He became acting director following the firing last May of Comey, and immediately assumed direct oversight of the FBI's investigation into the Trump campaign.

He quickly found himself at odds with the Trump administration.

As a congressional hearing days after Comey's dismissal, McCabe contradicted White House assertions that the Trump campaign investigation was one of the "smallest things" on the FBI's plate. He also strongly disputed the administration's suggestion that Comey had lost the support of the bureau's workforce.

"I can tell you that the majority, the vast majority of FBI employees, enjoyed a deep and positive connection to Director Comey," McCabe said.

Andrew McCabe's full statement:

I have been an FBI Special Agent for over 21 years. I spent half of that time investigating Russian Organized Crime as a street agent and Supervisor in New York City. I have spent the second half of my career focusing on national security issues and protecting this country from terrorism. I served in some of the most challenging, demanding investigative and leadership roles in the FBI. And I was privileged to serve as Deputy Director during a particularly tough time.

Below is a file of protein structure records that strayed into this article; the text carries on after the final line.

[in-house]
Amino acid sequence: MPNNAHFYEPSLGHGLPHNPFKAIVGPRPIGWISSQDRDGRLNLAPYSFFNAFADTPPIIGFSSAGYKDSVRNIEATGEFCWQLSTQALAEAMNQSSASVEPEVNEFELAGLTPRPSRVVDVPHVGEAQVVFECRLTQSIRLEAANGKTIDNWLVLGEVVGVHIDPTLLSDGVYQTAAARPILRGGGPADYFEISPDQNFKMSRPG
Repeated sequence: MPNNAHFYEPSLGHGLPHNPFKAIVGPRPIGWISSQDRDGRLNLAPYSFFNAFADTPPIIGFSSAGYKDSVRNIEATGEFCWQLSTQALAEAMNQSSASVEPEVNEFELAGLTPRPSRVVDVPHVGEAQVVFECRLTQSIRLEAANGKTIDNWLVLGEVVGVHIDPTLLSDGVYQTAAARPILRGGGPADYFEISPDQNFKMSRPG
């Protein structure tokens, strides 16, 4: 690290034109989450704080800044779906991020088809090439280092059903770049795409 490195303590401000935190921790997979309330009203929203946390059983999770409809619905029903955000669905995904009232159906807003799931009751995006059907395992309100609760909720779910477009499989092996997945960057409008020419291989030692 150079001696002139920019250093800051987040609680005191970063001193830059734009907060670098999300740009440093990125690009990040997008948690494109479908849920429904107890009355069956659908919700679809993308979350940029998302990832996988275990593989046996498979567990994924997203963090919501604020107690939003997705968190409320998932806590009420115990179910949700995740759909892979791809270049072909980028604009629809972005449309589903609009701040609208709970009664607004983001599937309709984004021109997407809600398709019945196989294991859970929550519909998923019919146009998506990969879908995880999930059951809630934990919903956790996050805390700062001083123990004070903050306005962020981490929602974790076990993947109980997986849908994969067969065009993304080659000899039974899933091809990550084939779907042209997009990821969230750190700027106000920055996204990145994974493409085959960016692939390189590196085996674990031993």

For the last year and a half, my family and I have been the targets of an unrelenting assault on our reputation and my service to this country. Articles too numerous to count have leveled every sort of false, defamatory and degrading allegation against us. The President’s tweets have amplified and exacerbated it all. He called for my firing. He called for me to be stripped of my pension after more than 20 years of service. And all along we have said nothing, never wanting to distract from the mission of the FBI by addressing the lies told and repeated about us. 

No more.